- Two years ago, MP3 was just another audio compression format.
Today, it's a Net phenomenon that's at the center of an enormous
- That's because MP3 makes it possible for people with an Internet
connection to bypass record stores (and cashiers) and download
CD-quality music by their favorite artists--for free. MP3 is
great for DJs, music lovers and cheapskates, who can download
funky tunes to their hearts' content without spending a dime;
however, it's a nightmare for musicians and record companies,
who can only watch helplessly as their profits drop into a digital
- Now you know what all of the fuss is about. But what is MP3,
exactly? Where can you find these oh-so-hot music files? How
do you play them? And will you need to enter a witness protection
program if you do?
- If you're looking for answers to these and other pressing
questions, you're in the right place. I have straightforward
answers to ten of the most common questions about MP3, so that
you too can become hip, with it, and best of all, the owner of
a massive and (mostly free) music collection.
What Is MP3?
- Life Before MP3
Since long before MP3 came onto the scene, PC users have been
recording, downloading, and playing high-quality sound files
using a format called WAV.
- The trouble with WAV files, however, is their enormous size.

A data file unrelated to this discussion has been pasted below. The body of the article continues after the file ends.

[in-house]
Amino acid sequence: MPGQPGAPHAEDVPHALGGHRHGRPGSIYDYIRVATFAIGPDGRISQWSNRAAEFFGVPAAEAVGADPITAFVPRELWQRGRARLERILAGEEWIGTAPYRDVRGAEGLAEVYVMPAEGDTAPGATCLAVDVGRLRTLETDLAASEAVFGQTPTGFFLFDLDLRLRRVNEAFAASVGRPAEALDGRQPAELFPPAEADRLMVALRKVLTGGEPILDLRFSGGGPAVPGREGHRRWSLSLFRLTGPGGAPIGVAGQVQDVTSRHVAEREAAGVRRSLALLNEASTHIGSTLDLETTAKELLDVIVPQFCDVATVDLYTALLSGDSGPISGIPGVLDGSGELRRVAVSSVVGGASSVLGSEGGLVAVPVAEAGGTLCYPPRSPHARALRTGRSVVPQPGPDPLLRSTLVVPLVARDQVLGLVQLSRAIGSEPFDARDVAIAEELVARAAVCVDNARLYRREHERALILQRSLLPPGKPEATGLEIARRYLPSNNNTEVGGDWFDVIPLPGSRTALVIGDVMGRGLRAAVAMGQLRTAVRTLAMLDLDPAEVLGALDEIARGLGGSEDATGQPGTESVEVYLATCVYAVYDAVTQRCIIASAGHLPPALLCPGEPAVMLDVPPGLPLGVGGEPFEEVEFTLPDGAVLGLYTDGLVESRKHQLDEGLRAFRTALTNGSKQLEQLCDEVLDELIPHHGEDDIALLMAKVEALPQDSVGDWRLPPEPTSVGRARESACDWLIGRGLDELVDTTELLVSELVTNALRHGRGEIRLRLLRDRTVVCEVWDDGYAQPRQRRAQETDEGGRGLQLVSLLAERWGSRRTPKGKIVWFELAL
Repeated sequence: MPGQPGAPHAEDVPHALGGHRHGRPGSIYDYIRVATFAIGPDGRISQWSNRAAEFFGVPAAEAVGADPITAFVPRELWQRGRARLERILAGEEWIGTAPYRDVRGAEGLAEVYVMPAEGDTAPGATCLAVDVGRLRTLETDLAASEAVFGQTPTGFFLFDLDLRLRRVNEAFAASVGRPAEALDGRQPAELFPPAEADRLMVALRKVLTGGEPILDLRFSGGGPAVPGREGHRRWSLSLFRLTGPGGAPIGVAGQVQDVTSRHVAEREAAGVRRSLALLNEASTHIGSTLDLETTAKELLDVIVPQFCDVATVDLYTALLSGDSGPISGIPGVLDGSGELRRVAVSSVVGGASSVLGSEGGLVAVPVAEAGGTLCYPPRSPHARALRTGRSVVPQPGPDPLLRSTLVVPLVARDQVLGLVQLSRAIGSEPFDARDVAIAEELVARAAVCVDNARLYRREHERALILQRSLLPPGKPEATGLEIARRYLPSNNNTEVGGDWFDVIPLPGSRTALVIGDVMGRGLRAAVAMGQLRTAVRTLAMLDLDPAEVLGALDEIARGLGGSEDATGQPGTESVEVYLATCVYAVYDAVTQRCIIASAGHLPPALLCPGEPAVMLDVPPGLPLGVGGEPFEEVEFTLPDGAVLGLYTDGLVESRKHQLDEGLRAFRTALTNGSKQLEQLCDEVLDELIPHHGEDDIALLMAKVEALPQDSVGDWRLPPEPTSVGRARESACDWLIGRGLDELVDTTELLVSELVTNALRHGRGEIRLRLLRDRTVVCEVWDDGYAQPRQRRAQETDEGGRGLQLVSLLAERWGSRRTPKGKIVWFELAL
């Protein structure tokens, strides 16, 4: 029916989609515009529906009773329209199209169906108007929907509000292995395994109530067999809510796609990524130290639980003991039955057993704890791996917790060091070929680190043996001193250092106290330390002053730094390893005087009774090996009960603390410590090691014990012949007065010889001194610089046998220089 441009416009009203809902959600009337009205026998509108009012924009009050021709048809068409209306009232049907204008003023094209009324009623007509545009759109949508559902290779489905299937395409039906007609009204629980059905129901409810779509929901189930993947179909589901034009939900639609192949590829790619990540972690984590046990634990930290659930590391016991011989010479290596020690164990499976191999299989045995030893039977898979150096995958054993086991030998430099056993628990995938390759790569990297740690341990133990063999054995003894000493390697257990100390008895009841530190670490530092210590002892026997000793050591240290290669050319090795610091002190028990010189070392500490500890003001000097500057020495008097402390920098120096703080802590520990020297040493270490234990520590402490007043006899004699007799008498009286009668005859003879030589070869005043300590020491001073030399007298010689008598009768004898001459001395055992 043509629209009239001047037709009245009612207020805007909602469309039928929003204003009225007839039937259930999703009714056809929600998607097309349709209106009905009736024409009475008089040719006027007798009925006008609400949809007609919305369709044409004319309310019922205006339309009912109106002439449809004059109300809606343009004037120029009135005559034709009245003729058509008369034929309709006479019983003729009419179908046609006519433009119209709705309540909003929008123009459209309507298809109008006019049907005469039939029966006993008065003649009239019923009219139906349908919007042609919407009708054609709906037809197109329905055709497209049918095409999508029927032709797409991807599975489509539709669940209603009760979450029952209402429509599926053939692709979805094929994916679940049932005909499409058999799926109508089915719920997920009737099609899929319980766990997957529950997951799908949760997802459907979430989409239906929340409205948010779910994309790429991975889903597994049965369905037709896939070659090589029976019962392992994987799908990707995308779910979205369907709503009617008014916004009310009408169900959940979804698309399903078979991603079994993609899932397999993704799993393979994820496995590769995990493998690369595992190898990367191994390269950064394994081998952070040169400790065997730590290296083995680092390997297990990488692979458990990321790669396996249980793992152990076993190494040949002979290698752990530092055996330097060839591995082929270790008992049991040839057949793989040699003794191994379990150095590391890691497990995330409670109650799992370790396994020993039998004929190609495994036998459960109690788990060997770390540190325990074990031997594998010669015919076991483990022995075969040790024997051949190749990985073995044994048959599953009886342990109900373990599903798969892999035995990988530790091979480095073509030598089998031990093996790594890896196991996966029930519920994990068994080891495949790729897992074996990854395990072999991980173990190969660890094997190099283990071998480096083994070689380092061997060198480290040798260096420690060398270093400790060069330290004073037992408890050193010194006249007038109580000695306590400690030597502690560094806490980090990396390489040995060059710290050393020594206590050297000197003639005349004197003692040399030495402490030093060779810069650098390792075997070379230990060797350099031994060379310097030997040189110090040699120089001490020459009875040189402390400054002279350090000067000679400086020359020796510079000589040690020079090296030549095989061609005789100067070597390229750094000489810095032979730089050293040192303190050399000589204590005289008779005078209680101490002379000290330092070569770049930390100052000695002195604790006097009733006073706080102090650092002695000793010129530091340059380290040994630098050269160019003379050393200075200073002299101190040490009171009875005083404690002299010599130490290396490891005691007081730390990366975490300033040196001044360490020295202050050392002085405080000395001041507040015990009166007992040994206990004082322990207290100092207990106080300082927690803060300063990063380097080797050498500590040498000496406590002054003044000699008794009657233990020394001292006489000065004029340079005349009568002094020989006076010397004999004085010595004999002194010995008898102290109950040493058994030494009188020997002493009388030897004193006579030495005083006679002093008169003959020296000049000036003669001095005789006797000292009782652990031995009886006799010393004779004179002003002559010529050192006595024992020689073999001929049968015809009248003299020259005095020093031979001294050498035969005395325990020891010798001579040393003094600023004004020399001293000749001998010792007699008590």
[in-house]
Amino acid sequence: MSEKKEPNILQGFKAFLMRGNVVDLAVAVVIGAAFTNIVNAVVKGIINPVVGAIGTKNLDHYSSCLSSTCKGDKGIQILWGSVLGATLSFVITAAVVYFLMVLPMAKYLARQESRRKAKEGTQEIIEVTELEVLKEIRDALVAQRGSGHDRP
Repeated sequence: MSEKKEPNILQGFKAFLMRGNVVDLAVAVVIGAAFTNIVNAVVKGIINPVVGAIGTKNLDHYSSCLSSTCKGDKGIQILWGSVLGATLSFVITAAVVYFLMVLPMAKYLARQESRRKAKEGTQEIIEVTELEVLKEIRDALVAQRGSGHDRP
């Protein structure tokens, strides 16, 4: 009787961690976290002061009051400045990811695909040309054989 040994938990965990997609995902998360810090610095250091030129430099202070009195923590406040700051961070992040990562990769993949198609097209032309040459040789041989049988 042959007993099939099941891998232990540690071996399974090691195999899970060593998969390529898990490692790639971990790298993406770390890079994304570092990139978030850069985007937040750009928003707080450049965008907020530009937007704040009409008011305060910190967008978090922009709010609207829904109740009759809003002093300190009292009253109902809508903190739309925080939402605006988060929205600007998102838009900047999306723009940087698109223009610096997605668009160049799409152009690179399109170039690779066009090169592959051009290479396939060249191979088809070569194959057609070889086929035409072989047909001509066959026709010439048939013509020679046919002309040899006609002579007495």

A two-minute song recorded in CD-quality sound would eat up about
20MB of your hard drive in the WAV format; that means a ten-song
CD would take up more than 200MB of space. Not only do WAV files
fill your hard drive in a heartbeat, they also take forever to
download. Who wants to wait around for two-plus hours to download
a lousy two-minute song?
- Space-Saving Tricks
The sad file-size problem for music downloads has changed, thanks
to the efforts of the Moving Picture Experts Group, a consortium
that develops open standards for audio and video compression.
Its most popular standard, MPEG, produces high-quality audio
(and full-motion video) files in far smaller packages than those
produced by WAV. MPEG filters out superfluous information from
the original audio source, resulting in smaller audio files with
no perceptible loss in quality. WAV, on the other hand, spends
just as much data on superfluous noise as it does on the far
more critical dynamic sounds, resulting in huge files.
- Enter MP3
Since the development of MPEG, engineers have been refining the
standard to squeeze high-quality audio into ever smaller packages.
MP3--short for MPEG 1 Audio Layer 3--is the latest of three progressively
more advanced coding schemes, and it adds a number of advanced
features to the original MPEG process. Among other features,
Layer 3 (which was preceded by--you guessed it--Layer 1 and Layer
2) uses entropy encoding to reduce to a minimum the number of
redundant sounds in an audio signal. Thanks to these features,